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Qualitative Vs. Quantitative Methods in Education Research Term Paper

Pages:2 (594 words)


Subject:Social Science

Topic:Quantitative Research

Document Type:Term Paper


Qualitative vs. Quantitative Methods in Education Research

All educational (and other) research falls into two broad methodological categories: qualitative and quantitative (Lincoln & Denzin, 1994; Charles, 1998; Merriam, 1998; Holliday, 2001). "Research that relies on verbal data is called qualitative research, while research that relies on numerical data is called quantitative research [emphasis original]" (Charles, p. 30). Various opinions exist, depending on one's viewpoint, experience, or preference, about which of the two major approaches to education research, qualitative or quantitative, is better. In my own opinion, neither quantitative research in education nor qualitative research in education is inherently "better" or "worse"; one's research method must spring from the design and content of the project itself. To decide on one research method or another, based on other reasons, seems to me both artificial and possibly harmful to the project. I believe that both of these methods are inherently, equally useful depending on how and why they are used, and on what is expected from the project by the researcher and others.

According to Charles (1998), the original impetus for any educational research project, either qualitative or quantitative, springs from an initial recognition of a particular problem or concern, perhaps previously unidentified or insufficiently researched:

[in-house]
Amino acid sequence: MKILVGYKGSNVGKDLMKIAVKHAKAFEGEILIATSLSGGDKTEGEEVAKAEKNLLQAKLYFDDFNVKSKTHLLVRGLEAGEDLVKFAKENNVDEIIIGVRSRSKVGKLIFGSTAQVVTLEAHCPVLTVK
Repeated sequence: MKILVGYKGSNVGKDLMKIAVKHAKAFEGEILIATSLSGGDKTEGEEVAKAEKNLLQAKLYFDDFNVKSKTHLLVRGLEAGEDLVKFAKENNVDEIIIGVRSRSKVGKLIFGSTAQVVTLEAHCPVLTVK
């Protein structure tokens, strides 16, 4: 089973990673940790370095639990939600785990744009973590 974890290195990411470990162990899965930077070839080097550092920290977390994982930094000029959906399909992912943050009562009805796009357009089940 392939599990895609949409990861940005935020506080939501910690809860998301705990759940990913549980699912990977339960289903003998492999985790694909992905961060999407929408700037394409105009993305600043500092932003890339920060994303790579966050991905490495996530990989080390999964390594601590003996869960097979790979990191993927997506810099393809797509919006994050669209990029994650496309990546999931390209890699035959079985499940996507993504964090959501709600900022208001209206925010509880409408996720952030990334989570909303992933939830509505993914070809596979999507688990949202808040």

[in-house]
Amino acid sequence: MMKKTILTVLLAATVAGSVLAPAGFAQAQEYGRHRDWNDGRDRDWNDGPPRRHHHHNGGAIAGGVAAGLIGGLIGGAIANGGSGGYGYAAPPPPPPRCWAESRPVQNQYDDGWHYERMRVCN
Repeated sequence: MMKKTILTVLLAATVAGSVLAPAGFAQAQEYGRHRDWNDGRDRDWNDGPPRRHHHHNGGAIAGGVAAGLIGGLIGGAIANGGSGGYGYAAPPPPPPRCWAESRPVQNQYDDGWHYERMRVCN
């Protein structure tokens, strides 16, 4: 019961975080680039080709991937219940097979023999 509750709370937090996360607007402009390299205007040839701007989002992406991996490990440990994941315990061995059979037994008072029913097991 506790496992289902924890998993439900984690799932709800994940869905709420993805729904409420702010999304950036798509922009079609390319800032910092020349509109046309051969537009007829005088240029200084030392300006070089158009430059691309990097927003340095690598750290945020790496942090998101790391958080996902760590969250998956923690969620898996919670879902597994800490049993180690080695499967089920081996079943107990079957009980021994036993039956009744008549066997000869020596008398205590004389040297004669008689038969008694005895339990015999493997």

A concern is identified for which there is no ready answer. The concern may have arisen because of a need, an interest, or a requirement, or a commissioned work, and may have been present for a long time or may have arisen unexpectedly. For example . . . educators have identified a disturbing pattern of academic achievement in . . . schools -- students from certain ethnic

groups seem to progress more rapidly than others, despite the educators'

efforts to provide equal educational opportunities for all. (p. 10).


We would use qualitative research…

Sample Source(s) Used


Charles, C.M. (1998). Introduction to educational research. New York: Longman.

Holliday, A. (2002). Doing and writing qualitative research. London: Sage.

Lincoln, Y.S., & Denzin, N.K. (2003). Turning points in qualitative research. (2nd

ed.) Walnut Creek, CA: Alta Mira Press.

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